297 in 2014 and later

1678 past in 2014 (updated 24-12-'14)

For the organizers of events and other interested parties

We have been publishing this website for 6 years now.
We agree that our hobby got a little out of hand. It started with the idea to remove the non-Dutch content from our Dutch Openwater site http://noww.nl . (That site has been online since August 1998, which makes it the oldest Dutch Swimming website.)
Some users there complained - in a nice way - that the Dutch content got snowed under by the international content.

2014 Cala Montgó Swim festival video

Here we have the awaited Cala Montgó Swim festival video where almost 600 athletes participated. In 2015, the 3rd edition of the Cala Montgó event will be part of the Oceanman championship series. 

We encourages you all to participate in any of the three distances of the championship---Oceanman (6-14K), Half-Oceanman (3-5k) and popular (1.5k)

Vote for your favorites

It's the time again for choosing your favorite man/woman, performance or offering etc. off the year.

You can do that on:

Marathonswimmers.org/forum awards http://www.marathonswimmers.org/forum/ for your nominees first and voting later.

How to mentally cope with the cold in open water swimming

From the blog by Adam Walker:

If you ask any open water swimmer what is their biggest fear about swimming the English Channel at the top of the list would most probably be ‘The Cold!’ 

The fear of hypothermia and the dangers associated with it are real and should be fully respected. Many swimmers worry about how long they can endure the cold and whether they are actually capable of getting through it, and rightly so. I know when I started this wonderful sport of ours this was a big concern, with my competitive nature, I knew I would push myself through the pain and discomfort. However, it was the fear of the unknown and the situation being taken out of my control that worried me the most. One thing I would like to make clear from the outset is that I don’t take any of this for granted and know my limits – believe me I have had a few learning curves. Anyone looking to apply themselves to open water swimming should build themselves up gradually one step at a time. It is a liberating and fulfilling experience to swim in open water and when the temperature drops even by half a degree it becomes a whole new challenge to the body.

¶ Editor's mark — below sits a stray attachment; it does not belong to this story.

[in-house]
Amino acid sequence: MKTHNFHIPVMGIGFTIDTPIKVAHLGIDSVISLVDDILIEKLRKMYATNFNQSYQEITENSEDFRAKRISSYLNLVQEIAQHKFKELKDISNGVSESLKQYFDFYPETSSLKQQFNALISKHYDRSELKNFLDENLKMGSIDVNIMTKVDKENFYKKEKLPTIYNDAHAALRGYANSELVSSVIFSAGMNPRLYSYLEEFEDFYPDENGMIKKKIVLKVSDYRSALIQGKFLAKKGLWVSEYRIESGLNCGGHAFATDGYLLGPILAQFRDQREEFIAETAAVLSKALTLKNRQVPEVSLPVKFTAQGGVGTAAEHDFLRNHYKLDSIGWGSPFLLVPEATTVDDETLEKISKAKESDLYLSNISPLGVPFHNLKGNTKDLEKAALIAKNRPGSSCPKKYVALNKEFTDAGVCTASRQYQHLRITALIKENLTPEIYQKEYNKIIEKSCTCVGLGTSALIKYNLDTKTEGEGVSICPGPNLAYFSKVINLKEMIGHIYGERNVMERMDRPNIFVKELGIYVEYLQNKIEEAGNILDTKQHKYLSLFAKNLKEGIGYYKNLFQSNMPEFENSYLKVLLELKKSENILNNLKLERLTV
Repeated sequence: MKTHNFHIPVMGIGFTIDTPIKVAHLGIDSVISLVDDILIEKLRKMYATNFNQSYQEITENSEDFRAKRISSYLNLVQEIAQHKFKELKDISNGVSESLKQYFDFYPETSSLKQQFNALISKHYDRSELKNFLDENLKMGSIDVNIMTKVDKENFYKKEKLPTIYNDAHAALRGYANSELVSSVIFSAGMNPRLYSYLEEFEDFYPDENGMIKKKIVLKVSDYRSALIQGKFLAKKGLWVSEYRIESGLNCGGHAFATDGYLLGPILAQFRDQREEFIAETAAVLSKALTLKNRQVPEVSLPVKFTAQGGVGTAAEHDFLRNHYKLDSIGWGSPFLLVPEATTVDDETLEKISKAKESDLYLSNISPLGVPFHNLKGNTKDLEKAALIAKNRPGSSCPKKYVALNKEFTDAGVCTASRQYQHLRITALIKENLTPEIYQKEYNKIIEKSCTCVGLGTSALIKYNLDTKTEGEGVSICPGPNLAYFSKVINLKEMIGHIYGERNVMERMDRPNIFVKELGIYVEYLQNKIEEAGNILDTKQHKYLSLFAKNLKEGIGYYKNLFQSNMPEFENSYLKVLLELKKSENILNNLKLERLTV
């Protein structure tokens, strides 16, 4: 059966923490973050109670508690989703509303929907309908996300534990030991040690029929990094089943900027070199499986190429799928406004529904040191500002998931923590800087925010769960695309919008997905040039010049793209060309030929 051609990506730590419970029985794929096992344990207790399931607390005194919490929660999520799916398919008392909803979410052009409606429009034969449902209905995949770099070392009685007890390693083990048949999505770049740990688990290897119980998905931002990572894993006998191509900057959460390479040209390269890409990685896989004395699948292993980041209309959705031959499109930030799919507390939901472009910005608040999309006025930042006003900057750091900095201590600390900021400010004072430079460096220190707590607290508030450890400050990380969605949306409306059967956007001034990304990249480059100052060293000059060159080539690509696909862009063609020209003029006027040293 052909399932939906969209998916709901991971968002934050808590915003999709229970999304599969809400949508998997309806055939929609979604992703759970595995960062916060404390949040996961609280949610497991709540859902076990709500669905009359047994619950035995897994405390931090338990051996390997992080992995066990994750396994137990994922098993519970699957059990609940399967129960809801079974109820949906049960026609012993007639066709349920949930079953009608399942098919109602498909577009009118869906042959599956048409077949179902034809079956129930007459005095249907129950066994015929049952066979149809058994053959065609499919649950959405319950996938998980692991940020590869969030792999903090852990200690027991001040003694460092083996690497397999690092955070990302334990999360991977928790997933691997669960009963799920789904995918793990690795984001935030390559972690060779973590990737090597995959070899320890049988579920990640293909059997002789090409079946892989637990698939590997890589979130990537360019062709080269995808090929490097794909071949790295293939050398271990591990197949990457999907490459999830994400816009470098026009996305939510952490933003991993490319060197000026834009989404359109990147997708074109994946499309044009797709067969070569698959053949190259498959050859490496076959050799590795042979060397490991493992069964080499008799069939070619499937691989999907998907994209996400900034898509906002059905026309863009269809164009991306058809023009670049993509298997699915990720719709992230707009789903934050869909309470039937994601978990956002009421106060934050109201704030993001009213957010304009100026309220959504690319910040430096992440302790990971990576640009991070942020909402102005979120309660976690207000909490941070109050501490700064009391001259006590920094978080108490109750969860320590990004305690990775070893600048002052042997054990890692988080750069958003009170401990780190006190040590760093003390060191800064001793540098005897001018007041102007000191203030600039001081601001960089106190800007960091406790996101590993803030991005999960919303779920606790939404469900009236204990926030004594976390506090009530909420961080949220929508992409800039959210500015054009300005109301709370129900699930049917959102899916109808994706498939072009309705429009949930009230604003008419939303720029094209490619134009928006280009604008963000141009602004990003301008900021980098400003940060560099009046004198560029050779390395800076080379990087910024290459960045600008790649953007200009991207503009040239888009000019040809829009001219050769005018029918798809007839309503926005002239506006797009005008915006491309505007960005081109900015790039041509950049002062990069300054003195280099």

In the earlier stages of training at Dover I would hear other swimmers discussing temperature and how long they were going to swim. I would join in preempting the misery before we got into the water. This became the unintentional focus. This was due to the fear of the unknown, lack of experience and therefore self doubt of what I was capable of. After a few training sessions I decided to see a hypnotherapist who has become a very good friend of mine called Clem Turner. He taught me a number of tips of how to focus on the positives and not the negatives. He would say ‘Adam while you are thinking positively you can’t be thinking negatively and therefore while you are telling yourself you are warm you can’t be thinking you are cold.’ He would also teach me the power of visualisation, thinking about the end goal, how great it will feel when you’ve finished turning negatives into positives and in general this technique has helped me through other obstacles in life.